I mostly landed on this interface for the digital connections. This is currently the only thing in its price range that gives coax sdpif and ADAT/SMUX optical. So if you wanted to use more than 8 inputs or wanted to use a Lynx or Apogee converter in addition you have that option. Perfect, I like to stay flexible and not have to replace new gear constantly.

The important (some would rightly say most important) bit is "How does it sound?" Simply put, great! It's clean, low noise and detailed. I compared the DA between the MR816X and the 18i6 and while there were subtle differences I wouldn't say one was better than the other (I have in the past compared the MR816X DA with Mytek and Apogee and found little difference either). So this little box is playing in league with the big boys.
The preamps aren't anything to write home about, but they're clean and have headroom and they're always there, so use them with confidence! This is one area that the Focusrite name was good for. The bundled plugins were a nice little bonus, nothing to really add to my library, but if you're just starting out and don't have a lot of plugin's yet, the Scarlett suite will be a nice place to start.

The cons: No power switch. It's a minor kvetch, but having to unplug the power supply from the back of the unit or kill the power strip is kind of a pain.
I didn't run into anything more than a few minor issues that required uninstall and reinstall (who makes computer based music and hasn't experienced this?), but the number of people with driver issues from a company that should have this sort of thing sorted before hand is astounding.
If you use an external monitor controller you would probably want to turn the controller knob all the way up to maximize your gain and headroom right? Not here, it distorts when turned all the way up. It's definitely a nice feature to control your monitor volume from the interface, but if you have a big knob or something similar you're going to lose a little volume.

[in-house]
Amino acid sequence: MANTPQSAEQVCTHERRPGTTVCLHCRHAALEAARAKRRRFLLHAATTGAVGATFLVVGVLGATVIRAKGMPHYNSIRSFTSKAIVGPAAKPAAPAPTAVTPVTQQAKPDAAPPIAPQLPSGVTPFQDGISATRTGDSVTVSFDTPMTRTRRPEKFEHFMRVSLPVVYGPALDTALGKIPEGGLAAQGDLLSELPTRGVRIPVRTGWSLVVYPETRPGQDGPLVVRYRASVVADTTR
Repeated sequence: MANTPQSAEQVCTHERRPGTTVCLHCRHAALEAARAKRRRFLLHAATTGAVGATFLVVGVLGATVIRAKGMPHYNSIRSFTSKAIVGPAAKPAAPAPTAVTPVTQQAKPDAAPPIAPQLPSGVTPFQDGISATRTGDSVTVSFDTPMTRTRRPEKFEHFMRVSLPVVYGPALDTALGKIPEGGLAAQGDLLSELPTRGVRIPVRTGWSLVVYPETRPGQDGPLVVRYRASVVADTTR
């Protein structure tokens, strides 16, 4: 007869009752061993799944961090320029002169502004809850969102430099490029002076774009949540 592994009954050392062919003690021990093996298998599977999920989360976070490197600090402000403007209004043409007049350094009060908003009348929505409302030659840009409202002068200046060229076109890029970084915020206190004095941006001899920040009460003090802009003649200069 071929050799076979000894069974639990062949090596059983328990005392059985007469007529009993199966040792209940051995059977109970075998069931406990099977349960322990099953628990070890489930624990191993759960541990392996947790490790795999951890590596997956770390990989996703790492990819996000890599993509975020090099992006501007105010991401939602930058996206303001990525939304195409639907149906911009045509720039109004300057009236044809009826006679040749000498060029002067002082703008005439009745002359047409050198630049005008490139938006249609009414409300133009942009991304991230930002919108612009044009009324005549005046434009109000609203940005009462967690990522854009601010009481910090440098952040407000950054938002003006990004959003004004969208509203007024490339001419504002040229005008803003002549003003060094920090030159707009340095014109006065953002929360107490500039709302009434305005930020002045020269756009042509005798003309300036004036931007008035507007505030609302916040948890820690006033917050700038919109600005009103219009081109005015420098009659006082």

24th July 2013

Focusrite Scarlett 18i6 by ajcharronmusic

  • Sound Quality 5 out of 5
  • Ease of use 3 out of 5
  • Features 3 out of 5
  • Bang for buck 1 out of 5
  • Overall: 3
Focusrite Scarlett 18i6

Bought mine several months ago and it has never worked well. Sound keeps on cutting out all the time. I have to close cubase, unplug the unit, replug it, restart Cubase, go back to where I was. Really annoying when this starts happening every 2 minutes. There does not seem to be any pattern to it. It can work well for a day, the go berserk every few minutes, then work well again.

The computer runs XP SP3, it's a new install on a new hard drive. Computer is dedicated to recording and not internet enabled. The only other thing on the USB is the Cubase license key.

Never had any problems with my old Yamaha Audiogram 6, it always worked perfectly well.

I contacted the folks at Focusrite, sent them files and readings. Their conclusion? PC's come with bad USB cards and I should replace (a perfectly good) the USB card.

I'm about to throw the unit against a cement wall, that's how crappy the thing is.